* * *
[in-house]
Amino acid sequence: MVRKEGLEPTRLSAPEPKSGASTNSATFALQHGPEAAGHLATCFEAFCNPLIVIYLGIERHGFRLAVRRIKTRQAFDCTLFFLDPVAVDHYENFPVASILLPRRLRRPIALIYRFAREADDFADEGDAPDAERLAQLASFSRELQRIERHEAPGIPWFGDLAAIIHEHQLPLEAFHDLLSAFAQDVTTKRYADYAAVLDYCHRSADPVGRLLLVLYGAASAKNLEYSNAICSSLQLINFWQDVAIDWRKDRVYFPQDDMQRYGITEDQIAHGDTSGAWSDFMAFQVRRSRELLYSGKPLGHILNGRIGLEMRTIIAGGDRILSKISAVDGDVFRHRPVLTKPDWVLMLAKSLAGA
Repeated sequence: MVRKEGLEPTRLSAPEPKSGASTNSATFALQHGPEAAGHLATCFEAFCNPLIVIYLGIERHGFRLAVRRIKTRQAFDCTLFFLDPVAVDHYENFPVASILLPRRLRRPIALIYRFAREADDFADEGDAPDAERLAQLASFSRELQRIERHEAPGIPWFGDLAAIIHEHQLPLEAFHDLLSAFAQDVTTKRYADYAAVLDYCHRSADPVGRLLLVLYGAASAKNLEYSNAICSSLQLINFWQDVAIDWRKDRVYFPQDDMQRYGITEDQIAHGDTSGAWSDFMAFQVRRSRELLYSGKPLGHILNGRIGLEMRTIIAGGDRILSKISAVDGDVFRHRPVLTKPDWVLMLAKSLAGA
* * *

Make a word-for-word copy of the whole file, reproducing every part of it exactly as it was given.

[in-house]
Amino acid sequence: MVRKEGLEPTRLSAPEPKSGASTNSATFALQHGPEAAGHLATCFEAFCNPLIVIYLGIERHGFRLAVRRIKTRQAFDCTLFFLDPVAVDHYENFPVASILLPRRLRRPIALIYRFAREADDFADEGDAPDAERLAQLASFSRELQRIERHEAPGIPWFGDLAAIIHEHQLPLEAFHDLLSAFAQDVTTKRYADYAAVLDYCHRSADPVGRLLLVLYGAASAKNLEYSNAICSSLQLINFWQDVAIDWRKDRVYFPQDDMQRYGITEDQIAHGDTSGAWSDFMAFQVRRSRELLYSGKPLGHILNGRIGLEMRTIIAGGDRILSKISAVDGDVFRHRPVLTKPDWVLMLAKSLAGA
Repeated sequence: MVRKEGLEPTRLSAPEPKSGASTNSATFALQHGPEAAGHLATCFEAFCNPLIVIYLGIERHGFRLAVRRIKTRQAFDCTLFFLDPVAVDHYENFPVASILLPRRLRRPIALIYRFAREADDFADEGDAPDAERLAQLASFSRELQRIERHEAPGIPWFGDLAAIIHEHQLPLEAFHDLLSAFAQDVTTKRYADYAAVLDYCHRSADPVGRLLLVLYGAASAKNLEYSNAICSSLQLINFWQDVAIDWRKDRVYFPQDDMQRYGITEDQIAHGDTSGAWSDFMAFQVRRSRELLYSGKPLGHILNGRIGLEMRTIIAGGDRILSKISAVDGDVFRHRPVLTKPDWVLMLAKSLAGA